The issue of discipline among the island’s children must start at home, and not when they are brought before the law courts.
The assertion came from Magistrate Ian Weekes during the Prison Fellowship Barbados’ Angel Tree launch for 2013 at the Cuthbert Pilgrim Hall yesterday.
“While I will give assistance, it starts with the parent. The parent has to identify the problem [and] deal with it. There are times when these children come before [Magistrate Barbara Cooke-Alleyne] and myself, and we have to do the work of the parent and save the child. Particularly mothers, but I gather that is a biological issue.
“You all brought them into this world, so you figure that there is nothing called tough love. But, [it] does not mean incarceration.
“If tough love is given at an early stage, even if they get to us, we already know that there is some structure in place in the home that we can work with and we can get a positive result,” he said, as he drew reference to a recently published article in another section of
Weekes, noting that there was a possibility the matter could come before the court, suggested that the information should not have been circulated, and that for a lot of Barbadians who would have been doing so, they seemed naïve to the fact that this was a breach
of the law.
“I am sure that some of them may appear before us in the future, so I won’t speak about that. But it must be reinforced that any type of behaviour that you see in the schools doesn’t just happen. It would have been there before and the tone would have been set by some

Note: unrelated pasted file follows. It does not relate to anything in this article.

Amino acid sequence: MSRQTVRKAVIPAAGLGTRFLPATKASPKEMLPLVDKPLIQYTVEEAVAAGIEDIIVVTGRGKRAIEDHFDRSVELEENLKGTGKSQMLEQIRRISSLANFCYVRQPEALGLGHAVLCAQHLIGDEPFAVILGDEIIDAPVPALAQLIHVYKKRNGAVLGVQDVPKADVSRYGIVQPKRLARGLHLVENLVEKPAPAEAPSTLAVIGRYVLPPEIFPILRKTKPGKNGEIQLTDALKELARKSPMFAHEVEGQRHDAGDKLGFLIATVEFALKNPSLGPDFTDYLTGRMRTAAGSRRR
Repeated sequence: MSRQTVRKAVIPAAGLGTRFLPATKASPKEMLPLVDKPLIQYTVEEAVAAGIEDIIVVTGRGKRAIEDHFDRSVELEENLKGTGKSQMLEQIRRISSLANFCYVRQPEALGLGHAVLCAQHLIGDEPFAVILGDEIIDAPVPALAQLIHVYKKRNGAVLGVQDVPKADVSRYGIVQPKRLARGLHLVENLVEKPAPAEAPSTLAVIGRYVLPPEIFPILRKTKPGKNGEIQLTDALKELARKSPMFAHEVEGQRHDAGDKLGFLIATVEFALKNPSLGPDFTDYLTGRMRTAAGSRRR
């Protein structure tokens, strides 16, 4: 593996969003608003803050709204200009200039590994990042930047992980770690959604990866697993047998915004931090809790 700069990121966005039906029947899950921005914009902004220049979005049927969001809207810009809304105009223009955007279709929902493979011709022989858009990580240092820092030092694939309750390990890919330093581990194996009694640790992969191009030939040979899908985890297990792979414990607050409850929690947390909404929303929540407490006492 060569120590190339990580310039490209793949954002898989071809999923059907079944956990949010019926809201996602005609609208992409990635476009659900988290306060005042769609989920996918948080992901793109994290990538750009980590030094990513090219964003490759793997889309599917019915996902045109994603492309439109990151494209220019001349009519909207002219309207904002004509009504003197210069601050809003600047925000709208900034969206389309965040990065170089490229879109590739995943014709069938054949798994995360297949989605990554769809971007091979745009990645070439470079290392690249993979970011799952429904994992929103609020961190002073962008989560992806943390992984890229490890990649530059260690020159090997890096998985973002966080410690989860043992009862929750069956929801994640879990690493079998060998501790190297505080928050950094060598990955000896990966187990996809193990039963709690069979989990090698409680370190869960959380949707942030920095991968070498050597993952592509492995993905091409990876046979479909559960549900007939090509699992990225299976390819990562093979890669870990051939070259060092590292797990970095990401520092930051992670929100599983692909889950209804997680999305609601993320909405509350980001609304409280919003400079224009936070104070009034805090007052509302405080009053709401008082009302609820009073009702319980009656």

of us adults; and if we continue to set those types of examples for our children,
we cannot complain.
“Don’t call the [radio programmes] and complain about the young people robbing, if we are not going to inculcate certain values in them. [And] the values to be inculcated start right here, in the church. If the youngsters are not given the foundation in the Commandments they will certainly depart from it,” Weekes said.
Meanwhile, Magistrate Barbara Cooke-Alleyne of the Holetown Court, in an interview with Barbados TODAY after the launch, revealed that the court was seeing a number of drug cases coming before her court, with the main offenders being males.
“. . . There is also the theft of cellphones, bags, particularly the North Face bags; but that is also with the girls as well. What has
been happening is that there has been an increase in the cases where knives and offensive weapons are in the possession
“We have had some stabbings coming out of that. What happened [in The City] has also been happening in the north.”
The magistrate praised the work of Prison Fellowship Barbados, noting that it was critical to providing mentorship for the children
of inmates. (RG)